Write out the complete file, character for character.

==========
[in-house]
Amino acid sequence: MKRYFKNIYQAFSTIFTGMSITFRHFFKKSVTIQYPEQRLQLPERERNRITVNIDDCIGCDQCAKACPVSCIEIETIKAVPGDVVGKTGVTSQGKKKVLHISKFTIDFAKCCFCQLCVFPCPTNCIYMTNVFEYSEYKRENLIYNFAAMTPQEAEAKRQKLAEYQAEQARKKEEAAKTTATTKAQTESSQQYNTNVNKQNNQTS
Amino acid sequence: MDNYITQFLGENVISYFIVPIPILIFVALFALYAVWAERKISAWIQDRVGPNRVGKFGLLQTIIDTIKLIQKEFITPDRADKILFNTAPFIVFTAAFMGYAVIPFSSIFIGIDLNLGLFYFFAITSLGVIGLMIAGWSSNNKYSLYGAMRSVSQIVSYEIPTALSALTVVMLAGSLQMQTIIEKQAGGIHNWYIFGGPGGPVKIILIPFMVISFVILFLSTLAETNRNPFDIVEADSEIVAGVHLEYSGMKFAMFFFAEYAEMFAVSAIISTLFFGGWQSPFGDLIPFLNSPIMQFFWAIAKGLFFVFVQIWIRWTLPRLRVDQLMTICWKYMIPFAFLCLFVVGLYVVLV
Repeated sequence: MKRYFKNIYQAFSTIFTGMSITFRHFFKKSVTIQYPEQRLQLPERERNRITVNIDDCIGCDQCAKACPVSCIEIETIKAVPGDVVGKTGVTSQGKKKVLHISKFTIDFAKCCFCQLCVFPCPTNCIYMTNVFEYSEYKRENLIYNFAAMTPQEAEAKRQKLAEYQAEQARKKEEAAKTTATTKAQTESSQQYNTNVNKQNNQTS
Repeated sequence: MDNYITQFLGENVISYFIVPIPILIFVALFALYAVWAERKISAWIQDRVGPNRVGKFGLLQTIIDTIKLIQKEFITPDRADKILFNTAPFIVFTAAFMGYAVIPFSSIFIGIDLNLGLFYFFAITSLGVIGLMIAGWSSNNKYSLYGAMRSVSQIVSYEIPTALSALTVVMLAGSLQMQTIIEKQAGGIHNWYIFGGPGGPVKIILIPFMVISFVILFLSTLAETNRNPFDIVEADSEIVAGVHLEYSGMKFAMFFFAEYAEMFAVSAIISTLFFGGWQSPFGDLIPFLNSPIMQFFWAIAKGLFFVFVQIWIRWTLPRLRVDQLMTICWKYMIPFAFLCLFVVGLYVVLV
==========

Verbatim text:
[in-house]
Amino acid sequence: MKRYFKNIYQAFSTIFTGMSITFRHFFKKSVTIQYPEQRLQLPERERNRITVNIDDCIGCDQCAKACPVSCIEIETIKAVPGDVVGKTGVTSQGKKKVLHISKFTIDFAKCCFCQLCVFPCPTNCIYMTNVFEYSEYKRENLIYNFAAMTPQEAEAKRQKLAEYQAEQARKKEEAAKTTATTKAQTESSQQYNTNVNKQNNQTS
Amino acid sequence: MDNYITQFLGENVISYFIVPIPILIFVALFALYAVWAERKISAWIQDRVGPNRVGKFGLLQTIIDTIKLIQKEFITPDRADKILFNTAPFIVFTAAFMGYAVIPFSSIFIGIDLNLGLFYFFAITSLGVIGLMIAGWSSNNKYSLYGAMRSVSQIVSYEIPTALSALTVVMLAGSLQMQTIIEKQAGGIHNWYIFGGPGGPVKIILIPFMVISFVILFLSTLAETNRNPFDIVEADSEIVAGVHLEYSGMKFAMFFFAEYAEMFAVSAIISTLFFGGWQSPFGDLIPFLNSPIMQFFWAIAKGLFFVFVQIWIRWTLPRLRVDQLMTICWKYMIPFAFLCLFVVGLYVVLV
Repeated sequence: MKRYFKNIYQAFSTIFTGMSITFRHFFKKSVTIQYPEQRLQLPERERNRITVNIDDCIGCDQCAKACPVSCIEIETIKAVPGDVVGKTGVTSQGKKKVLHISKFTIDFAKCCFCQLCVFPCPTNCIYMTNVFEYSEYKRENLIYNFAAMTPQEAEAKRQKLAEYQAEQARKKEEAAKTTATTKAQTESSQQYNTNVNKQNNQTS
Repeated sequence: MDNYITQFLGENVISYFIVPIPILIFVALFALYAVWAERKISAWIQDRVGPNRVGKFGLLQTIIDTIKLIQKEFITPDRADKILFNTAPFIVFTAAFMGYAVIPFSSIFIGIDLNLGLFYFFAITSLGVIGLMIAGWSSNNKYSLYGAMRSVSQIVSYEIPTALSALTVVMLAGSLQMQTIIEKQAGGIHNWYIFGGPGGPVKIILIPFMVISFVILFLSTLAETNRNPFDIVEADSEIVAGVHLEYSGMKFAMFFFAEYAEMFAVSAIISTLFFGGWQSPFGDLIPFLNSPIMQFFWAIAKGLFFVFVQIWIRWTLPRLRVDQLMTICWKYMIPFAFLCLFVVGLYVVLV